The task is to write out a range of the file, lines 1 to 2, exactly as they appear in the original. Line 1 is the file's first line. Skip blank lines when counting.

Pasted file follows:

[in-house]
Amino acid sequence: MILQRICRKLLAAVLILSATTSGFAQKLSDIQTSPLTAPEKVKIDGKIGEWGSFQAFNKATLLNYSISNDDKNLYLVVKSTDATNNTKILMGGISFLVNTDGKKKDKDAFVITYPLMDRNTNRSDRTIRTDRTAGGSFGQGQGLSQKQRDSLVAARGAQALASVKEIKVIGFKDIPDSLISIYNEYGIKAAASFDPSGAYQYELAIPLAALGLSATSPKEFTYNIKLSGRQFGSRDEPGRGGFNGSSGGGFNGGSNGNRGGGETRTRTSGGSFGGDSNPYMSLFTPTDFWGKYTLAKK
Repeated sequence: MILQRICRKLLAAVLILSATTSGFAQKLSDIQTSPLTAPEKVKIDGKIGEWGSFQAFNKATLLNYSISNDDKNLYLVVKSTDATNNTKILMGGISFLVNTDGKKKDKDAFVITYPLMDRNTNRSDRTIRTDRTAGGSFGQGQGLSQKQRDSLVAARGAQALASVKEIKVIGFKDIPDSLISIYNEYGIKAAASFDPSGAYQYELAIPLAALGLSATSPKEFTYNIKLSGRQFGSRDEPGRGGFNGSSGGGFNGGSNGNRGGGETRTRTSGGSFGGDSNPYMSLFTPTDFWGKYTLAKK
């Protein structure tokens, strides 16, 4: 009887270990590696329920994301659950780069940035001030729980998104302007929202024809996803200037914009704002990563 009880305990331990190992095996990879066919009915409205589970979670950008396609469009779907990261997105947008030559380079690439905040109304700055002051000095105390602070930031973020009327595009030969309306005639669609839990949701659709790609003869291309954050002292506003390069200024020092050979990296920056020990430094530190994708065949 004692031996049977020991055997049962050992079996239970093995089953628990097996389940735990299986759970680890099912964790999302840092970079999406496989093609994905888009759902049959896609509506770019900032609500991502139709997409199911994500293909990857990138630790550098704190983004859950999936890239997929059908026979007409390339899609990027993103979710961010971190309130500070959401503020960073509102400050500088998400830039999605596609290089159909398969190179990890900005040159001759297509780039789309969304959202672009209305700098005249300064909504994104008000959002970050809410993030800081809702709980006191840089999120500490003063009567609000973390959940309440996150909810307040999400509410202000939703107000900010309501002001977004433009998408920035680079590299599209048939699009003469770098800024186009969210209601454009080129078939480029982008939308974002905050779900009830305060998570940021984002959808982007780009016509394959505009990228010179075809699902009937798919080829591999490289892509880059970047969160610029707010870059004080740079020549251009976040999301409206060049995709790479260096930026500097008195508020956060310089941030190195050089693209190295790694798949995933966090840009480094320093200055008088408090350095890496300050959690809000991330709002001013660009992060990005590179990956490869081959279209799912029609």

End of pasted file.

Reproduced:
[in-house]
Amino acid sequence: MILQRICRKLLAAVLILSATTSGFAQKLSDIQTSPLTAPEKVKIDGKIGEWGSFQAFNKATLLNYSISNDDKNLYLVVKSTDATNNTKILMGGISFLVNTDGKKKDKDAFVITYPLMDRNTNRSDRTIRTDRTAGGSFGQGQGLSQKQRDSLVAARGAQALASVKEIKVIGFKDIPDSLISIYNEYGIKAAASFDPSGAYQYELAIPLAALGLSATSPKEFTYNIKLSGRQFGSRDEPGRGGFNGSSGGGFNGGSNGNRGGGETRTRTSGGSFGGDSNPYMSLFTPTDFWGKYTLAKK